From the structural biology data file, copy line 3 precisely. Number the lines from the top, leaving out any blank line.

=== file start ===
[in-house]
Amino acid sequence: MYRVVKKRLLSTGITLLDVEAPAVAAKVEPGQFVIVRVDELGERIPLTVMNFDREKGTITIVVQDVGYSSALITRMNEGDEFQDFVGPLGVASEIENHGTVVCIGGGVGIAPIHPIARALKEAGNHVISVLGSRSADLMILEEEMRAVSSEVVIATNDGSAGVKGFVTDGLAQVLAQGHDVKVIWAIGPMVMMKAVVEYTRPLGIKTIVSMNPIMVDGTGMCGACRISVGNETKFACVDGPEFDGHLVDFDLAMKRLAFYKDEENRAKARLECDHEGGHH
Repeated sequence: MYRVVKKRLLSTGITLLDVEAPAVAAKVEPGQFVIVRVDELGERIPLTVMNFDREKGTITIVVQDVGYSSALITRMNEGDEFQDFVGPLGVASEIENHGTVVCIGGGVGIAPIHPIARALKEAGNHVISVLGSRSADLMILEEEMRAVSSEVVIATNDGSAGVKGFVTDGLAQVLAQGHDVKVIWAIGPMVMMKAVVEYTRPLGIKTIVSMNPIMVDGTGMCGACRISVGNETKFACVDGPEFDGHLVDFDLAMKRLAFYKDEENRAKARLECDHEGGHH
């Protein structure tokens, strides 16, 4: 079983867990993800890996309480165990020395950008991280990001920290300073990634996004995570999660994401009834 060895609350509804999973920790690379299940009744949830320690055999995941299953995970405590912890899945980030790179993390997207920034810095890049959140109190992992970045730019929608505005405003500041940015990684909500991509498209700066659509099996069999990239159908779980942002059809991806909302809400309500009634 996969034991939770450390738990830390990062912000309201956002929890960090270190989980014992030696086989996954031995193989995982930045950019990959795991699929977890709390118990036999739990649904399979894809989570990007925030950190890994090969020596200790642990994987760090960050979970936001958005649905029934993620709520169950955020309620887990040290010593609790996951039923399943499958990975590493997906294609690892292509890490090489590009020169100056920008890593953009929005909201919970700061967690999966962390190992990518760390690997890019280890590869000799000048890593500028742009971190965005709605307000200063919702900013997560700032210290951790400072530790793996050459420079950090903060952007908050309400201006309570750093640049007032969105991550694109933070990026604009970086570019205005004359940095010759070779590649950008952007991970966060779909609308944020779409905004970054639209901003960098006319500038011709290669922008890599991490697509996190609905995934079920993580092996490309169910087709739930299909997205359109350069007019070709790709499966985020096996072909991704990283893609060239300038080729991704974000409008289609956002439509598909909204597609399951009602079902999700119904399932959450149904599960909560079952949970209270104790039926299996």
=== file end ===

Repeated sequence: MYRVVKKRLLSTGITLLDVEAPAVAAKVEPGQFVIVRVDELGERIPLTVMNFDREKGTITIVVQDVGYSSALITRMNEGDEFQDFVGPLGVASEIENHGTVVCIGGGVGIAPIHPIARALKEAGNHVISVLGSRSADLMILEEEMRAVSSEVVIATNDGSAGVKGFVTDGLAQVLAQGHDVKVIWAIGPMVMMKAVVEYTRPLGIKTIVSMNPIMVDGTGMCGACRISVGNETKFACVDGPEFDGHLVDFDLAMKRLAFYKDEENRAKARLECDHEGGHH